The location of Breg
In 2007, my brother and I bought an old mountain vikend in a tiny hamlet called Breg in Koroška, as we both had a huge affinity for mountains and snow. This was the beginning of my love affair with Slovenia. It’s been a challenging process renovating it over the years, with numerous problems along the way, but I love it, and it’s the reason that I grew more and more attached to Slovenia, which eventually led to me coming to live here full time.
Breg house was also the place where many of my designs were first sketched out – so it seemed fitting to name the brand after the place where my Slovenian story started. Breg also means ‘shore’ or ‘slope’ in Slovene so has a nice ring to it. You can read more about the trials and tribulations of renovating a 300-year old structure and my thoughts on Slovenian life on my blog at: www.BregHouse.com.
Where did the ideas for your designs from?
I’m from the UK but I’ve been visiting Slovenia for 13 years and living here almost three. During that time I’ve explored a lot of the country and met a lot of interesting people. The designs draw from all those experiences as I’ve seen many things that I think would look good on a shirt.
To kick off the launch of the brand – I wanted to have a mix of designs; something representing Ljubljana and Slovenia as a nation (LJ-Triglav), something for Bled (Kremšnita), something for the Vršič Pass (as I just love this road and thought it would make a nice design), and something to do with the Human Fish.
My most obscure design - Ski Mežica - is based on a forgotten ski area. Mežica in Koroška is a place dear to me as the town is near Breg, and it also has a really interesting ski history. It was once a popular centre of Slovenian skiing (being the 2nd ever Slovenian ski area after Kranjska Gora, producing at least one Olympic champion, and even having its own ski factory!) but sadly, the ski centre is no longer operating, and little remains to suggest the area was once such a Slovenian ski hot spot. I wanted to pay tribute to Mežica with a retro ski design, the type of which might have been worn during Mežica’s heyday as a ski centre.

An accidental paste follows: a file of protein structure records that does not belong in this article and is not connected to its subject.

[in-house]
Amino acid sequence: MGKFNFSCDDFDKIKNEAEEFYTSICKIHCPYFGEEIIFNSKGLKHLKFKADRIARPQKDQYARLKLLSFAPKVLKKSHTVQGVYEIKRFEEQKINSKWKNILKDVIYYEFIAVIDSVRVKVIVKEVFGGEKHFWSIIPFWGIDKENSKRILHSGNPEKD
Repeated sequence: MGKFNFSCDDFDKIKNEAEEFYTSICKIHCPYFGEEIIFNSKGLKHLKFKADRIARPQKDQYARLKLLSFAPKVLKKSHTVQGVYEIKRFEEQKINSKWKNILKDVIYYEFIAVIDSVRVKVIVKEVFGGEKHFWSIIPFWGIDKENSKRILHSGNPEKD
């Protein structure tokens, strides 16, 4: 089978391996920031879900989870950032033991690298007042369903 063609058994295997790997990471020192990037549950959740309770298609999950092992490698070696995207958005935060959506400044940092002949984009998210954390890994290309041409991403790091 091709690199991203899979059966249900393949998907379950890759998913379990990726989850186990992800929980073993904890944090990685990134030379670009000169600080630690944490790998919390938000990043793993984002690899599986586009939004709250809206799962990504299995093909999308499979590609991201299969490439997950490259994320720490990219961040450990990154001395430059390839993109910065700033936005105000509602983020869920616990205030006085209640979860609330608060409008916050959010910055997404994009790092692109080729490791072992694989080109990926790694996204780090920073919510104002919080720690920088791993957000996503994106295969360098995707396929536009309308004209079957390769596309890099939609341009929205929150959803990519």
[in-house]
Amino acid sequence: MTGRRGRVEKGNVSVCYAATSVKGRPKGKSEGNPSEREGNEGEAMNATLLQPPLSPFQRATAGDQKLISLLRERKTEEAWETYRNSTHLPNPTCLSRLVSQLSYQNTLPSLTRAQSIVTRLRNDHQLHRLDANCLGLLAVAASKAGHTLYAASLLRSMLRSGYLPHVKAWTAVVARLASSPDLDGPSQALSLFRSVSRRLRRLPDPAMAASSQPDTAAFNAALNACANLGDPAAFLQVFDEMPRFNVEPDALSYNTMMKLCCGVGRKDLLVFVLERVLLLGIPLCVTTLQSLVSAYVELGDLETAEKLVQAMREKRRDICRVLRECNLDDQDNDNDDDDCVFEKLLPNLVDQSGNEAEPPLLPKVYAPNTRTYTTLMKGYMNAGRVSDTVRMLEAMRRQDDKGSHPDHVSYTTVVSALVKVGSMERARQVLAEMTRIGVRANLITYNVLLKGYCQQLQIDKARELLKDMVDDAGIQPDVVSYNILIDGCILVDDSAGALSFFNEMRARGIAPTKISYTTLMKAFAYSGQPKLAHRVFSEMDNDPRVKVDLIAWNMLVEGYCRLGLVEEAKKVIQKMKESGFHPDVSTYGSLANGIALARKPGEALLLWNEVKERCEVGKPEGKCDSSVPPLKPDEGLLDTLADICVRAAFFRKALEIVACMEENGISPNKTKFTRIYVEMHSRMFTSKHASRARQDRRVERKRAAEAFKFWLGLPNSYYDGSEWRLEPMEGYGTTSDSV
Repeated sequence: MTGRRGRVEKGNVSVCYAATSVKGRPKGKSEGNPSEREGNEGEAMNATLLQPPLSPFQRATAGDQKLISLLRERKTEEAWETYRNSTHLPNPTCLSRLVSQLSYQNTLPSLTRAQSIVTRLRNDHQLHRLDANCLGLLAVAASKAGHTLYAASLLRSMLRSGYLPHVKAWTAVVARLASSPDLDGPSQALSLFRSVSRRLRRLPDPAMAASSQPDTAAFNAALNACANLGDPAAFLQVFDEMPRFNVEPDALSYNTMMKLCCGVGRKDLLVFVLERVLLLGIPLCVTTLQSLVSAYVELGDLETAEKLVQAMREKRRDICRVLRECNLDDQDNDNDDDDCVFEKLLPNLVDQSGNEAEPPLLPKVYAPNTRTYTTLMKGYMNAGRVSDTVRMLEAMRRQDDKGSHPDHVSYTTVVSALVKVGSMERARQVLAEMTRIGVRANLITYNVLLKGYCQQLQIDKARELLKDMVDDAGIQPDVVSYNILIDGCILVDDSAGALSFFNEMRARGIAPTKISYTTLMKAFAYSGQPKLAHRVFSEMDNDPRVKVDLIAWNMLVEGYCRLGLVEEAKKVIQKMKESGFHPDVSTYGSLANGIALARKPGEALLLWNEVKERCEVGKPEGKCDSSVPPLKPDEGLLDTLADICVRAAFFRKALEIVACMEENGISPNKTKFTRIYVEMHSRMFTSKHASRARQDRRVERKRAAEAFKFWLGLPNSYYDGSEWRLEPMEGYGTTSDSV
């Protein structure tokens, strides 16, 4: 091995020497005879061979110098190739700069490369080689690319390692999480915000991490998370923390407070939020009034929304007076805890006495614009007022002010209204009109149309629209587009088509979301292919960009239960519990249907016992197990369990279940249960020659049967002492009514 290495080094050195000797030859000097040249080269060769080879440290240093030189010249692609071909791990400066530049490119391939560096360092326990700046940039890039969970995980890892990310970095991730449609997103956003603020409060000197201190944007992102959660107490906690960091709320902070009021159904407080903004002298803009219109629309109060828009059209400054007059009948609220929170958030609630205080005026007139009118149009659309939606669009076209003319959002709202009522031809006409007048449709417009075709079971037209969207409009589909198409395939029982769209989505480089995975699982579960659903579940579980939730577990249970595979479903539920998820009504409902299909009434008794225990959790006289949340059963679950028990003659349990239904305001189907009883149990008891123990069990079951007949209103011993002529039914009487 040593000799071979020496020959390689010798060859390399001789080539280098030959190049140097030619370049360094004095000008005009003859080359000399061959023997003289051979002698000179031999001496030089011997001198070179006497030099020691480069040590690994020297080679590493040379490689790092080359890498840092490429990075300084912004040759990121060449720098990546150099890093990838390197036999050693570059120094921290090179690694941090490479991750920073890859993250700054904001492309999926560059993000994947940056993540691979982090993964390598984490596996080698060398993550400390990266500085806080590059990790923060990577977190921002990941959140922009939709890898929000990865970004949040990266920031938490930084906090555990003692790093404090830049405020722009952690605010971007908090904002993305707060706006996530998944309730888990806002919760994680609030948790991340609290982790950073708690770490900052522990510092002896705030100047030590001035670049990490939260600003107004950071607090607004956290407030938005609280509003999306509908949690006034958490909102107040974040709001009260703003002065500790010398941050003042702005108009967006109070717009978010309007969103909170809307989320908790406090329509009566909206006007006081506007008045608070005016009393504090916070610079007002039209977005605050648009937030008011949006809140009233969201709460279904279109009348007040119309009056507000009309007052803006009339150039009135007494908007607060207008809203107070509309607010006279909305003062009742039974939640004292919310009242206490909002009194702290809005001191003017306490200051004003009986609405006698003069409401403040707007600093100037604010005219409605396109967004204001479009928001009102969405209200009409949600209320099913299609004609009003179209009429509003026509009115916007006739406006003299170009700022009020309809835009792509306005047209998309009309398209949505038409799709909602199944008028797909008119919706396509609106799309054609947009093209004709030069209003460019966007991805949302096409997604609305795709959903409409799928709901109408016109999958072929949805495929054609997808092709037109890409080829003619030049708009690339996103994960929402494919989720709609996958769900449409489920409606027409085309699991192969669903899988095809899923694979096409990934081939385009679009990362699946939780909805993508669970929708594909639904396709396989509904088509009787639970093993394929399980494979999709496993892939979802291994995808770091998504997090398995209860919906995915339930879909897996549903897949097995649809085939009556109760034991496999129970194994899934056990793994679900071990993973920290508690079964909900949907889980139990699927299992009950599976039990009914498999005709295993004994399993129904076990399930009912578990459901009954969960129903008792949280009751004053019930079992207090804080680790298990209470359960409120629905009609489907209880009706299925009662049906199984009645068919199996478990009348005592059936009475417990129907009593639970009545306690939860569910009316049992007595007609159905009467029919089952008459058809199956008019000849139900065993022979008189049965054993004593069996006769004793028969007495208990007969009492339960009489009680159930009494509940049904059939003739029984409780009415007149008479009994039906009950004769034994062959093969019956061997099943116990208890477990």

How are people reacting to the designs?
So far - pretty positively. Of course, not all the designs appeal to all people, but the feedback has been good from both Slovenians and other nationalities. For some of the designs, only a Slovene would get the reference or joke, which is what makes them appealing to locals I think, and visitors looking for designs which are different to anything else on the market may also like them.
I’d like to build the BREG brand over time because I think there’s a space in the market for something genuinely Slovenian-flavoured, that goes beyond the typical tourist tat. Slovenia has so many interesting aspects that would look great on a shirt, and I’d like to continue to make designs which celebrate aspects of Slovenian culture but in an interesting and original way.
Where can people buy the shirts?
Thanks to coronavirus, my plans to get the shirts into shops around Slovenia have been delayed a little. However, there are two places to buy BREG products: the full range, including t-shirts, hoodies and other apparel can be purchased online at BregDesign.com – which ships worldwide.
Secondly, if you’re lucky enough to be in Slovenia, you’ll find selected lines at Črno Zrno coffee store in Ljubljana, in Gornji trg, the Old Town, and soon, once lockdown has been lifted, other locations around Ljubljana and the rest of Slovenia. Again, check the website (BregDesign.com) to see full list of Slovene stockists.
Will there be more BREG designs coming soon?
Yes – I have a sketch book full of ideas, so I’ll be bringing new designs out over the coming months. The hardest thing is deciding which ones to do next. Keep an eye on BregDesign.com to see he latest releases.
We can’t have pictures of COVID-19 every day. So instead we’ll try and show the works of Slovenian artists. Today it’s Xenia Guzej. You can see more of her work here.
STA, 14 May 2020 - Only one out of 984 tests for the novel coronavirus conducted in Slovenia on Wednesday came back positive, raising the total of cases confirmed so far to 1,464. No new fatalities have been reported, leaving the death toll unchanged at 103.